Restyling a Mullins Trailer
Remember that movie about the family who goes cross-country on Vacation? The one where the dad wants the Arctic Blue Super Sports Wagon to make the trek... Well this is sort of like that story. Only in a street rod.
When I was 5 years old my folks packed my older brother and I into our ’46 Ford Sedan Delivery for an extended vacation to the West coast. We hit all the high points along the way too. We went to the Las Vegas Super Run, Andy’s Picnic, Disneyland and Knott’s. We also traveled up the coast to Frisco and saw the Golden Gate Bridge. It was a vacation to remember and it certainly made a huge impression on 5 year old me.
Like most things that we, as children endure and enjoy, I wanted to share this experience with my children. More on that another time
First things first, how are we going to manage a family of four and two weeks’ worth of clothes, souvenirs and not to mention the tools and supplies to ensure a smooth 3600 mile round trip?
Luggage trailers are things from a bygone era of street rodding. You used to see a lot of them behind rods. You also used to see pop-up campers tagging along for the ride. That trend seemed to switch over the years from the street rod pulling the trailer to riding on top of or inside it. You’d think that would make finding a serviceable luggage buggy an easy task? Not so much.
I did finally find one for sale cheap in Wisconsin. Aside from some unfortunate hardware, bad taillights and ugly bumper, it was a perfect start. This trailer was very similar to most Mullins style trailers produced today. It’s missing the body reveal across the back where an original unit had an end gate. Evidently, the specimen used as a buck was missing this rare and often abused part of the original aluminum body.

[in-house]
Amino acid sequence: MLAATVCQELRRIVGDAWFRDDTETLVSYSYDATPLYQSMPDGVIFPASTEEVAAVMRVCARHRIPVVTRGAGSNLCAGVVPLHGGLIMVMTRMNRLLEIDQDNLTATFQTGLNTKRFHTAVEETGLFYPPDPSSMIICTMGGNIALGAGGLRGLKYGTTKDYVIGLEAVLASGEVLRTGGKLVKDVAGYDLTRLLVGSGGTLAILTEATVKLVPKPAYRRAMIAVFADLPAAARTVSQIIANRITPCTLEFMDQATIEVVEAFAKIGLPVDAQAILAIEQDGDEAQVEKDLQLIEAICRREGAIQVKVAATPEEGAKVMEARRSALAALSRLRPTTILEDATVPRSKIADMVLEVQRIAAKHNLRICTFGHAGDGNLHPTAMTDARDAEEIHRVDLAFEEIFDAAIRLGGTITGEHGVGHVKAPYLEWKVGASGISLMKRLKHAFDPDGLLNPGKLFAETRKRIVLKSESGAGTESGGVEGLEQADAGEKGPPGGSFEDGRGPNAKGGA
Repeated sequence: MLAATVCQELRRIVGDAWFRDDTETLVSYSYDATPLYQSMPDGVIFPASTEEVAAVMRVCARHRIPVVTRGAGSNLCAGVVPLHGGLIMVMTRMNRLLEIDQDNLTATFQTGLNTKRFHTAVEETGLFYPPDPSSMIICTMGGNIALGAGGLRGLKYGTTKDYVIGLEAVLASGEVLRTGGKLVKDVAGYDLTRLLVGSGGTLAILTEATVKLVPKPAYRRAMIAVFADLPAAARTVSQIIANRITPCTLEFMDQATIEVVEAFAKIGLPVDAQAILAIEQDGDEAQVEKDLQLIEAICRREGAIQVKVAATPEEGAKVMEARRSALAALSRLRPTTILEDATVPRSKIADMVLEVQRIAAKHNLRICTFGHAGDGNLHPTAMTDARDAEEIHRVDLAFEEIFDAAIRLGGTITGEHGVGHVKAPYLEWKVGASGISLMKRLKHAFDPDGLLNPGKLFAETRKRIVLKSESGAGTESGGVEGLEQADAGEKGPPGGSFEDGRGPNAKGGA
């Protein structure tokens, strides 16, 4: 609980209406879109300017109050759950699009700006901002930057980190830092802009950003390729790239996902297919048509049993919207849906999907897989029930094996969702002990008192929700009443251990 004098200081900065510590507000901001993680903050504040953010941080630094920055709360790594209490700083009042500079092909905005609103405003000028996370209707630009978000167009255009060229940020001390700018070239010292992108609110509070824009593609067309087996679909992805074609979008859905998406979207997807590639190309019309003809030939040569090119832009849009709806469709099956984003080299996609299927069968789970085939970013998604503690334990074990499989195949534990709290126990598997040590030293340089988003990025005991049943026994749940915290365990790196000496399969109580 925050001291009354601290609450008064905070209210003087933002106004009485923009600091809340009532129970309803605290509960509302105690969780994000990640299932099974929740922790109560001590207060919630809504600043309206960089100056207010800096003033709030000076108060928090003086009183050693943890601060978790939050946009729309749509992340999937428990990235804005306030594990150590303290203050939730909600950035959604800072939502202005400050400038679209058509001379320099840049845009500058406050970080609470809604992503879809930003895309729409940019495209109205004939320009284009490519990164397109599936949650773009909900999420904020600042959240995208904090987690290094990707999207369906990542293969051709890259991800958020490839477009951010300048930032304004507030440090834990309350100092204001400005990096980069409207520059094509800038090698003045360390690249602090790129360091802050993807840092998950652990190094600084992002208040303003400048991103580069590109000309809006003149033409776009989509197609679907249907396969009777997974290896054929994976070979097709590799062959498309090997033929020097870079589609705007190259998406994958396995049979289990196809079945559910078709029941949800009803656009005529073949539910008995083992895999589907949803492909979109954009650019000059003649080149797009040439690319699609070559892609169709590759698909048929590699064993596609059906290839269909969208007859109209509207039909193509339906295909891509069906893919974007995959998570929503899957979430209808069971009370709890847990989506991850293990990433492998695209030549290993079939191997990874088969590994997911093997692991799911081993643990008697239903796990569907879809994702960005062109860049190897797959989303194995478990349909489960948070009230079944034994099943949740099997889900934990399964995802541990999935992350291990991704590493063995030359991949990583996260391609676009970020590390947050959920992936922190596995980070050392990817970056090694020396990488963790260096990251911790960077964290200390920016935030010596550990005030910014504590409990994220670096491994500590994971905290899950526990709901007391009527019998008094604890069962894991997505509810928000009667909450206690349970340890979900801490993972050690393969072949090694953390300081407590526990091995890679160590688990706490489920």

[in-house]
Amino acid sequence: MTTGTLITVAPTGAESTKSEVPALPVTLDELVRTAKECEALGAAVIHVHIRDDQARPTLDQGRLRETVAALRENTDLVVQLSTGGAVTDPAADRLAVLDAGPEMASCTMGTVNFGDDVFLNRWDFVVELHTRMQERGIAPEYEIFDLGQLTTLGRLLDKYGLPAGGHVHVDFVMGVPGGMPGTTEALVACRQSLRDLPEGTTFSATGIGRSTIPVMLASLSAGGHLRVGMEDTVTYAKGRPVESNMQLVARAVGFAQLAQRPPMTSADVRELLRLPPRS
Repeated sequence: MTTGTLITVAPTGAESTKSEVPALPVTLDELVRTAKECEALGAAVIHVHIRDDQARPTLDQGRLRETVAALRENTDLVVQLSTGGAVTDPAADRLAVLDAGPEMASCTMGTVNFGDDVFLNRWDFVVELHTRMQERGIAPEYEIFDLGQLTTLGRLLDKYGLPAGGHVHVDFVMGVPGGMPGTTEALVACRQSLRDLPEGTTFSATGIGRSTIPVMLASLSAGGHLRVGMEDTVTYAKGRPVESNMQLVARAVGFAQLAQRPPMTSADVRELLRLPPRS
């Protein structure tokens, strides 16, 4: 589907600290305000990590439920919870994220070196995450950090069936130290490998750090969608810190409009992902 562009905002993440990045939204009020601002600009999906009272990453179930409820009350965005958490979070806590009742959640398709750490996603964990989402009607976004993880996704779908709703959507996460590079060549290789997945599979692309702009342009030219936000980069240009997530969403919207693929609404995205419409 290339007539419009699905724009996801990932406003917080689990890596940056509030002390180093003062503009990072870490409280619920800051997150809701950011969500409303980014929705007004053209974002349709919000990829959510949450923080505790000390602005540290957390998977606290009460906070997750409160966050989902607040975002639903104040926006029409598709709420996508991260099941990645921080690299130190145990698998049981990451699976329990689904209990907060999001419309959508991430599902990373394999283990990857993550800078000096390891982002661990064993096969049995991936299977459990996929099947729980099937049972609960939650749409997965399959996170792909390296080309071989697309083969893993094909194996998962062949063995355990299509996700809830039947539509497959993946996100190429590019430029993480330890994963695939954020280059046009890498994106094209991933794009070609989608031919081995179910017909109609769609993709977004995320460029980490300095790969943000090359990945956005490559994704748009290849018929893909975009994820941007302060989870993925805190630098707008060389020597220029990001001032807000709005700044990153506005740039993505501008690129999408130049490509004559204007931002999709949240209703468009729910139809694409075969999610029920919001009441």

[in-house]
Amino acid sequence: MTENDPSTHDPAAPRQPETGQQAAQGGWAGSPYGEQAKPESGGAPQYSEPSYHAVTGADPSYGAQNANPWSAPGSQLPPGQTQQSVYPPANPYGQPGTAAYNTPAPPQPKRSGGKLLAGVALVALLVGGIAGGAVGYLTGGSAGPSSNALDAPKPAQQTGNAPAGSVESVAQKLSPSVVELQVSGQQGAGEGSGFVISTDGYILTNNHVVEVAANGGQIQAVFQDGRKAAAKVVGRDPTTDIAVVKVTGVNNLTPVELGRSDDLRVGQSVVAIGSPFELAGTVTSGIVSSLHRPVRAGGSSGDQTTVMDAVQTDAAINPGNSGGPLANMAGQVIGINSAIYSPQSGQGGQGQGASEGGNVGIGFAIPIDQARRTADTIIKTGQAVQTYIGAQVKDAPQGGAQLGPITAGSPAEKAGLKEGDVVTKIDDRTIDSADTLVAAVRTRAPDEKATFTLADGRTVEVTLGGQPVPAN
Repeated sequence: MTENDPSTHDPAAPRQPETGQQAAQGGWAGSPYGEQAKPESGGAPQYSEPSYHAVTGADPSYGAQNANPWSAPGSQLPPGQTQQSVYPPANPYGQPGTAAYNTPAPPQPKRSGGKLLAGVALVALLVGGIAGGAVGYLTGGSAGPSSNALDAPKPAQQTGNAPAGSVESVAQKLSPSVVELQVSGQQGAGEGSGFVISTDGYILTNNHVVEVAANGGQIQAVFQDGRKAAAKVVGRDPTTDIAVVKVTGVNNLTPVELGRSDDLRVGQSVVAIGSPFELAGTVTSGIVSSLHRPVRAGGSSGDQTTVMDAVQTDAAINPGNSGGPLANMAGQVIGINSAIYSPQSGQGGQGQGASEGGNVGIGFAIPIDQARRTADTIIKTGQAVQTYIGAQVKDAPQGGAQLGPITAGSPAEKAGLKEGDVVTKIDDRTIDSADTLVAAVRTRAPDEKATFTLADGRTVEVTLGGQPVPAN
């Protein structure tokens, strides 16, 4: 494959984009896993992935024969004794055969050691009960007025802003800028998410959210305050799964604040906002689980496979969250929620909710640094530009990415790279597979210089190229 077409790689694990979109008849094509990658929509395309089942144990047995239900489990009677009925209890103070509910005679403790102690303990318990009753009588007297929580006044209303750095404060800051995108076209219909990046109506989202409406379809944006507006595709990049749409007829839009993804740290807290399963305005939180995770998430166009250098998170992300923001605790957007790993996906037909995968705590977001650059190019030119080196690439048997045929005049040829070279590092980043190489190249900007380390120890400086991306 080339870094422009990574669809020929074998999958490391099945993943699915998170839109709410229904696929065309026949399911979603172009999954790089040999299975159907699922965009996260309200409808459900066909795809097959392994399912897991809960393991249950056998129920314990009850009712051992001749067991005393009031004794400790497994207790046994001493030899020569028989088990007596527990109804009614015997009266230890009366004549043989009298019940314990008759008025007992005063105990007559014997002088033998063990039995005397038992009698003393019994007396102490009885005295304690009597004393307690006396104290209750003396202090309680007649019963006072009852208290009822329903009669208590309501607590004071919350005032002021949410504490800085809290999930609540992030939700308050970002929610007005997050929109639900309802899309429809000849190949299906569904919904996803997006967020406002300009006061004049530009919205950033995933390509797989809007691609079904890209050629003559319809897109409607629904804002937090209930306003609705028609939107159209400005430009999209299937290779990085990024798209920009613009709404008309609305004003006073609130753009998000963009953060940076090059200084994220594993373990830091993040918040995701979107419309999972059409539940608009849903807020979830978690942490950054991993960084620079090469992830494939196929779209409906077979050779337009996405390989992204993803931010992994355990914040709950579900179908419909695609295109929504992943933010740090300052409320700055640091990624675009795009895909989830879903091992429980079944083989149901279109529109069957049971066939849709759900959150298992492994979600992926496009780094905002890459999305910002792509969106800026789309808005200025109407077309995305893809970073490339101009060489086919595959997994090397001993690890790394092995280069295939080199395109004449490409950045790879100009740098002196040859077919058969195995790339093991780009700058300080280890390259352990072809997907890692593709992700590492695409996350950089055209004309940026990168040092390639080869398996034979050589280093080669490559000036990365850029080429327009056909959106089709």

That's no hill for a climber. The first step was filling the holes left by the old tail-lights and latch setup. After that, I selected a piece of basswood to make the missing body line from. I chose that type of wood because it’s flexibility and porosity allows it to conform to the shape and soak in resin to become fused to the fiberglass.
After making the rough shape from wood, resin and mat, I applied an even coat of Rage body filler. The body line matches very well with the rest of the style lines found elsewhere on the car. I made sanding blocks from spare pieces of the basswood to get the edge and fillet radii just right. During this stage of construction I also mounted the ’39 Chevy lights and reproduction ’36 Ford deck latches.
Since I do my painting at home in my garage, I try to limit the amount of spray time and prefer to do it late at night when it will least disturb my suburban neighbors. This, turns out to be one of the worst times to do amateur paint work. As I touched on with the article where I painted the Drifter motorcycle, bugs love light and wet paint.
Even with the challenge of bugs and nosey neighbors, the Titan paint gun did an admirable job. Starting at 600 grit, I color-sanded (wet DA) the clear down to 2500 grit and polished back to a glass-smooth finish using the 7” Titan buffer, foam pad and Wizards polishing products.
The reassembly process was aided greatly due to extra time that was spent in the mock-up and test fit stage of construction. Things nearly fell together. Which is really, really nice sometimes.